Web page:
Schematic of LTPS-TFT being used to drive OLED.

Apart from the improvement of the TFTs themselves, the successful application of LTPS to graphic display also depends on innovative circuits. One recent techniques involves a pixel circuit in which the outgoing current from the transistor is independent of the threshold voltage, thus producing uniform brightness.[11][12] LTPS-TFT is commonly used to drive organic light-emitting diode (OLED) displays because it has high resolution and accommodation for large panels. However, variations in LTPS structure would result in non-uniform threshold voltage for signals and non-uniform brightness using traditional circuits. The new pixel circuit includes four n-type TFTs, one p-type TFT, a capacitor, and a control element to control the image resolution.[12] Enhancing the performance and microlithography for TFTs is important for advancing LTPS active-matrix OLEDs. These many important techniques have allowed the mobility of crystalline film to reach up to 13 cm2/Vs, and they have helped to mass-produce LEDs and LCDs over 500 ppi in resolution.[9]

Characteristic Amorphous Si Polycrystalline Si
Mobility (cm^2 /(V*s)) 0.5 >500
Deposition Method PECVD ELA
Deposition Temperature 350 °C 600 °C
Driver Integration Only partial System-on-glass
Resolution Low >500 ppi
Cost Low Relatively higher

See also[edit]

References[edit]

  1. ^ Fonash, Stephen. "Low Temperature Crystallization and Patterning of Amorphous Silicon Film On Electrically Insulating Substrates." United States Patent (1994). Print.
  2. ^ Harbeke, G., L. Krausbauer, E.F. Steigmerier, and A.E. Widmer. "Growth and Physical Properties of LPCVD Polycrystalline Silicon Films." Journal of The Electrochemical Society (1984): 675. Print.
  3. ^ Hatalis, Miltiadis K., and David W. Greve. "Large Grain Polycrystalline Silicon By Low-Temperature Annealing Of Low-Pressure Chemical Vapor Deposited Amorphous Silicon Films." Applied Physics 63.07 (1988): 2266. Print.
  4. ^ Hatalis, M.K., and D.W. Greve. "High-Performance Thin-Film Transistors In Low-Temperature Crystallized LPCVD Amorphous Silicon Films." IEEE Electron Device Letters 08 (1987): 361–64. Print.
  5. ^ Zhiguo, Meng, Mingxiang Wang, and Man Wong. "High Performance Low Temperature Metal-Induced Unilaterally Crystallized Polycrystalline Silicon Thin Film Transistors for System-on-Panel Application." IEEE Transactions On Electron Devices 47.02 (2000). Print.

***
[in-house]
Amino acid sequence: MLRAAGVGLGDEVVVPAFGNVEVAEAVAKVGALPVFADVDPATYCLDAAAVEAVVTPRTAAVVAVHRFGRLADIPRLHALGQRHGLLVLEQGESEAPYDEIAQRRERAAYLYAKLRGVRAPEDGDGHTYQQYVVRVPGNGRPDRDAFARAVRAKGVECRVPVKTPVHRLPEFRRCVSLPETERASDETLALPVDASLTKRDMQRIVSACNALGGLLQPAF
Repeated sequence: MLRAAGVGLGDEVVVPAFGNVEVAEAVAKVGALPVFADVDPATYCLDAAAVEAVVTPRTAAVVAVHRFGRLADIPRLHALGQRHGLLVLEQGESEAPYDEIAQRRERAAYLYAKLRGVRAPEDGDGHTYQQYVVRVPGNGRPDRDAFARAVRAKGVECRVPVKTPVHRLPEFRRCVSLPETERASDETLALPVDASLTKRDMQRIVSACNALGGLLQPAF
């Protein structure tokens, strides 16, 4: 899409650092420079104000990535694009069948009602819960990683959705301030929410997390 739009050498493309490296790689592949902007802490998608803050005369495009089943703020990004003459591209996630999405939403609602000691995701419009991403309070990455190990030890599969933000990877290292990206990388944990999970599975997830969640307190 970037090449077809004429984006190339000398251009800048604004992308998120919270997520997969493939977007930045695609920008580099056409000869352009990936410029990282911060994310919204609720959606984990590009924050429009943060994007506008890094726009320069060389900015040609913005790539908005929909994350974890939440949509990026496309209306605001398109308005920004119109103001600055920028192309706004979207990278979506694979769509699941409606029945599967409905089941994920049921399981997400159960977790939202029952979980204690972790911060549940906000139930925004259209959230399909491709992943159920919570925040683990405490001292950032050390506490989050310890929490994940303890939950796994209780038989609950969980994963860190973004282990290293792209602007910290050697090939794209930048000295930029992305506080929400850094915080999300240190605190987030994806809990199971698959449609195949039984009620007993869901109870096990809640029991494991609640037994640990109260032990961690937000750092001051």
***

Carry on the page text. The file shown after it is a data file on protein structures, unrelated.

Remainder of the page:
6. ^ Inoue, Satoshi, Hiroyuki Ohshima, and Tatsuya Shimoda. "Analysis of Degradation Phenomenon Caused by Self-Heating in Low-Temperature-Processed Polycrystalline Silicon Thin Film Transistors." Japanese Journal of Applied Physics 41 (2002): 6313-319. IOP Sciences. Web. 2 Mar. 2015.
  7. ^ G. A. Bhat, Z. Jin, H. S. Kwok, and M. Wong, “Effect of MIC/MILC Interface On The Performance Of MILC-TFT’s,” in Dig. 56th Annu. Device Research Conf., June 22–24, 1998, pp. 110–111.
  8. ^ Kuo, Yue. "Thin Film Transistor Technology—Past, Present, and Future." The Electrochemical Society Interface (2013). Electrochemical Society Interface. Web. 1 Mar. 2015.
  9. ^ a b Sameshima, T., S. Usui, and M. Sekiya. "XeClExcimer Laser Annealing Used in the Fabrication of Poly-Si TFT's." IEEE Electron Device Letters 07.05 (1986): 276-78. IEEE Xplore. Web. 2 Mar. 2015.
  10. ^ Uchikoga, Shuichi. "Low-Temperature Polycrystalline Silicon Thin-Film Transistor Technologies for System-on-Glass Displays." MRS Bulletin (2002): 881-86. Google Scholar. MRS Bulletin. Web. 2 Mar. 2015.
  11. ^ Banger, K. K., Y. Yamashita, K. Mori, R. L. Peterson, T. Leedham, J. Rickard, and H. Sirringhaus. "Low-temperature, High-performance Solution-processed Metal Oxide Thin-film Transistors Formed by a ‘sol–gel on Chip’ Process." Nature Materials (2010): 45–50. Nature Materials. Web. 2 Mar. 2015.
  12. ^ a b Tai, Y.-H., B.-T. Chen, Y.-J. Kuo, C.-C. Tsai, K.-Y. Chiang, Y.-J. Wei, and H.-C. Cheng. "A New Pixel Circuit for Driving Organic Light-Emitting Diode With Low Temperature Polycrystalline Silicon Thin-Film Transistors." Journal of Display Technology 01.01 (2015): 100-104. IEEE Xplore. Web. 2 Mar. 2015.